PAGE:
Injection Site Reactions to Biologic Agents Used in Psoriasis and Psoriatic Arthritis
July 2017 | Volume 16 | Issue 7 | Case Reports | 695 | Copyright © July 2017
Meagan-Helen Henderson Berg MDCMa and Daniel Carrasco MDb
aMcGill University, Montreal, Quebec, Canada bUniversity of Texas Medical Branch at Galveston, Galveston, TX; Dermatology Department, University of Texas Austin, Austin, TX
Psoriasis is a chronic inflammatory cutaneous disease that affects 2-3% of the general population. Up to 30% of patients with psoriasis also develop psoriatic arthritis, a chronic inflammatory and progressive arthritis. Although their precise pathogeneses remain unclear,
psoriasis and psoriatic arthritis involve altered expression of proinflammatory cytokines, including tumor necrosis factor-α, interleukin (IL)-12, IL-17, IL-22, and IL-23. The development of biologic agents that target these cytokines has greatly improved the treatment of
psoriatic disease. Injection site reactions have been reported with many of these therapies. In this paper, we will present cases and review the literature on injection site reactions with the major biologic agents administered subcutaneously for the treatment of psoriasis and psoriatic arthritis.
J Drugs Dermatol. 2017;16(7):695-698.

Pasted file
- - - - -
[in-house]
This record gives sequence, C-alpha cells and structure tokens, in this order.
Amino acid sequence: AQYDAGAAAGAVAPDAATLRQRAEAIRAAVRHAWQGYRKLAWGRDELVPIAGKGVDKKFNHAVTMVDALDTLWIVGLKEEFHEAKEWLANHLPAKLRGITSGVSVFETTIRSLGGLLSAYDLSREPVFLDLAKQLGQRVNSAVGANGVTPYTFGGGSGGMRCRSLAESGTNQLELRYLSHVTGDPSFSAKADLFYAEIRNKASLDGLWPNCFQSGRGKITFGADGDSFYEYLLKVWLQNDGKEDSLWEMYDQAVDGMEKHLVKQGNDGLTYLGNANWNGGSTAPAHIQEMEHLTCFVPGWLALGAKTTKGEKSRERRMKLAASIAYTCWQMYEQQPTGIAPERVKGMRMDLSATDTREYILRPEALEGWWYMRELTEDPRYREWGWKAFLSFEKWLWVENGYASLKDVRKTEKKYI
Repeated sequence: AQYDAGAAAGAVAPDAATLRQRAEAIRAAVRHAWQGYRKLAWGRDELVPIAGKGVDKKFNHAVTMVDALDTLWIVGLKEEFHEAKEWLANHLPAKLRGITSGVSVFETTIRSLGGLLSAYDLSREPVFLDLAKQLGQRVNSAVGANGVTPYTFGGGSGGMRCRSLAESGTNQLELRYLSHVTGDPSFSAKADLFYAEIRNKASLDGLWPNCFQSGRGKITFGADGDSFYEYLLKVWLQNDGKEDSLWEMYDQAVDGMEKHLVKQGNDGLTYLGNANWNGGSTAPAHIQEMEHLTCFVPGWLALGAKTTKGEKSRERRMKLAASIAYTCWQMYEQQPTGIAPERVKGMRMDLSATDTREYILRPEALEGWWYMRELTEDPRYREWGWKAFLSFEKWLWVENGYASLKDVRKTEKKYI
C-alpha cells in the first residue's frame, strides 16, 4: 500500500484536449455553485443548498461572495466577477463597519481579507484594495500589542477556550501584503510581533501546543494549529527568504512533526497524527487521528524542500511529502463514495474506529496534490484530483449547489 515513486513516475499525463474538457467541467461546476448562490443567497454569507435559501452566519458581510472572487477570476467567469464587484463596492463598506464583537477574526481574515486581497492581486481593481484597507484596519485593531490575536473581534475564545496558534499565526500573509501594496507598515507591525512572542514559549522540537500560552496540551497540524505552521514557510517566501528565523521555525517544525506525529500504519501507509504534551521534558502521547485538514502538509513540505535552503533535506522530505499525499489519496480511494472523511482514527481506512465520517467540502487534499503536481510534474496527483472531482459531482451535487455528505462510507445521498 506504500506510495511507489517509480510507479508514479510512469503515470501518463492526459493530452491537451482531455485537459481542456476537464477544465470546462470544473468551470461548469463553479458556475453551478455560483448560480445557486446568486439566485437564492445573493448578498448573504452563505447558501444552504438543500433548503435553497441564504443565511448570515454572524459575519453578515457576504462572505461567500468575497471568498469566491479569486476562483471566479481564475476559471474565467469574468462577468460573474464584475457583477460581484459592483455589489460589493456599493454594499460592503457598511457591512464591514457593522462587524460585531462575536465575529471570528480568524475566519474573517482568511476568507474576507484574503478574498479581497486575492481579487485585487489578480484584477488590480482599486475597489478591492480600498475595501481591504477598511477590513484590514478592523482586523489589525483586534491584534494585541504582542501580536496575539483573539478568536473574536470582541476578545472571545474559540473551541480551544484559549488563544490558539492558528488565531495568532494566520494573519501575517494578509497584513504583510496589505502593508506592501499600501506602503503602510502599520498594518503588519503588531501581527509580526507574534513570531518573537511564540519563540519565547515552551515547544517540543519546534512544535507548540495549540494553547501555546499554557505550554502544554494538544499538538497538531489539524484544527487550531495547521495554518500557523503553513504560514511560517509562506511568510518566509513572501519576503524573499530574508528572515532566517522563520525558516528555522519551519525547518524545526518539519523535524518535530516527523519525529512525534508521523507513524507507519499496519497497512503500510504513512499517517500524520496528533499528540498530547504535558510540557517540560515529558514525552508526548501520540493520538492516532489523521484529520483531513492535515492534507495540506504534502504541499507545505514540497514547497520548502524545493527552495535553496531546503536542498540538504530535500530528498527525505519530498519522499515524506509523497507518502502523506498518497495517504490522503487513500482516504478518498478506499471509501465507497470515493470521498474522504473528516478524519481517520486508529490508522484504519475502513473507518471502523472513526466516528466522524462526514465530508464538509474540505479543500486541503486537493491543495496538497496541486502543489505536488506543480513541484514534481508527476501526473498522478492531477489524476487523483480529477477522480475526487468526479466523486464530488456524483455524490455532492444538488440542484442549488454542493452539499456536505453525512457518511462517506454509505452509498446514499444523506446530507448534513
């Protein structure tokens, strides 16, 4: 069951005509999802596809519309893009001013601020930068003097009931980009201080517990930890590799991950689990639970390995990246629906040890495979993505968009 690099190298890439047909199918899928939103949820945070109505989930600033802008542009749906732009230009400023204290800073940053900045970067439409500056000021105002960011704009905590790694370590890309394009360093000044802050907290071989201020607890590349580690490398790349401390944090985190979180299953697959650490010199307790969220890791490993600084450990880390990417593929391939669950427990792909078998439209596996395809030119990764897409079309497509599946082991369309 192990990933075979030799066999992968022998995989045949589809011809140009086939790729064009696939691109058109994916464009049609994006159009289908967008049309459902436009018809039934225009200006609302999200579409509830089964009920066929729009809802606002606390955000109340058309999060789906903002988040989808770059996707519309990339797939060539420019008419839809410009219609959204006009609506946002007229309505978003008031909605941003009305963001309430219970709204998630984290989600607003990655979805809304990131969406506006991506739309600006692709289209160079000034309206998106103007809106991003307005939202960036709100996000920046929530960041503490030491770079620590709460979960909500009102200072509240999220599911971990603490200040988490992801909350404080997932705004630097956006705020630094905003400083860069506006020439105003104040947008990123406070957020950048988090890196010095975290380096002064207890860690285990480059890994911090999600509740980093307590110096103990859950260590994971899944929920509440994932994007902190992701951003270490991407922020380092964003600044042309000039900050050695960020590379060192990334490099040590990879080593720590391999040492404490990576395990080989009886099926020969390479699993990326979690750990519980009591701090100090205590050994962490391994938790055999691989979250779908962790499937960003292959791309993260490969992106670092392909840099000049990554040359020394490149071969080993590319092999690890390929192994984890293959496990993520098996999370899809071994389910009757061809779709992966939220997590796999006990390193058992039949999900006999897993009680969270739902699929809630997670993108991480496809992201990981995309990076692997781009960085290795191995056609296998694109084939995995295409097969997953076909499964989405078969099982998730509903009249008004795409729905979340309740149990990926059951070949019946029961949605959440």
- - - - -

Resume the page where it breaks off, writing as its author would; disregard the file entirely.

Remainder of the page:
Psoriasis is a chronic immunological cutaneous disorder that affects 2-3% of the general population.1 The most common subtype, plaque psoriasis, is characterized by erythematous plaques with silvery scales and affects 80-90% of patients with psoriasis.2 Up to 30% of psoriasis patients may develop psoriatic arthritis, an inflammatory and progressive arthritis that may lead to debilitating deformations.3 Psoriasis and psoriatic arthritis have a significant negative impact on patients’ quality of life, both physically and psychologically.Some of the systemic treatments for psoriasis include retinoids, cyclosporin A, methotrexate, and phototherapy, used as monotherapy or in combination. However, many of these treatments are limited by their efficacy and their adverse effects.4 In addition, until recently, there have been few treatment options for psoriatic arthritis, and traditional disease-modifying antirheumatic drugs have shown limited efficacy.5The precise pathogenesis of psoriasis and psoriatic arthritis remain unclear. They are thought to be multifactorial, with contributions from genetic susceptibility, immune dysregulation, and environmental factors. The majority of genes that have been associated with psoriatic disease relate to components of the cascade of cutaneous inflammation. Cytokines involved in the pathogenesis of psoriasis and psoriatic arthritis include tumor necrosis factor (TNF)-α, interleukin (IL)-12, IL-17, IL-22, and IL-23. Elevated levels of these cytokines are found in psoriatic plaques as well as in the synovial fluid of patients with psoriatic arthritis.6Advancements in understanding the pathogenesis of psoriasis and psoriatic arthritis have led to the development of targeted therapies. The introduction of new biologic agents targeting TNF-α, IL-12, IL-23, and IL-17 has greatly improved the treatment of psoriasis and psoriatic arthritis. Biologic therapies administered via subcutaneous injection for the treatment of psoriatic disease include etanercept (anti-TNF-α), adalimumab (anti-TNF-α), certolizumab pegol (anti-TNF-α), ustekinumab (anti-IL-12/23), secukinumab (anti-IL-17), and ixekizumab (anti-IL-17).Efficacy and safety of these biologic agents have been well documented.4,7-9 Injection site reactions (ISRs) have been documented in clinical trials with many of these therapies, and are reported to be the most common adverse event of etanercept, adalimumab, and ixekizumab.10 In this paper, we will review the literature on injection site reactions with the major biologic agents used in psoriasis and psoriatic arthritis.EtanerceptEtanercept is a soluble TNF receptor fusion protein. It inhibits binding of both TNF-α and TNF-β to cell surface TNF receptors, rendering TNF biologically inactive and thus preventing TNF-mediated cellular responses. Etanercept is indicated for the treatment of plaque psoriasis, psoriatic arthritis, rheumatoid arthritis, polyarticular juvenile idiopathic arthritis, and ankylosing spondylitis.In clinical trials for any indication, 20 to 49% of patients treated with etanercept developed ISRs.11 ISRs were reported in 13 to 18% of patients with moderate-to-severe plaque psoriasis,12 and in 36% of patients with psoriatic arthritis.13 All ISRs were characterized as mild to moderate, consisting of erythema,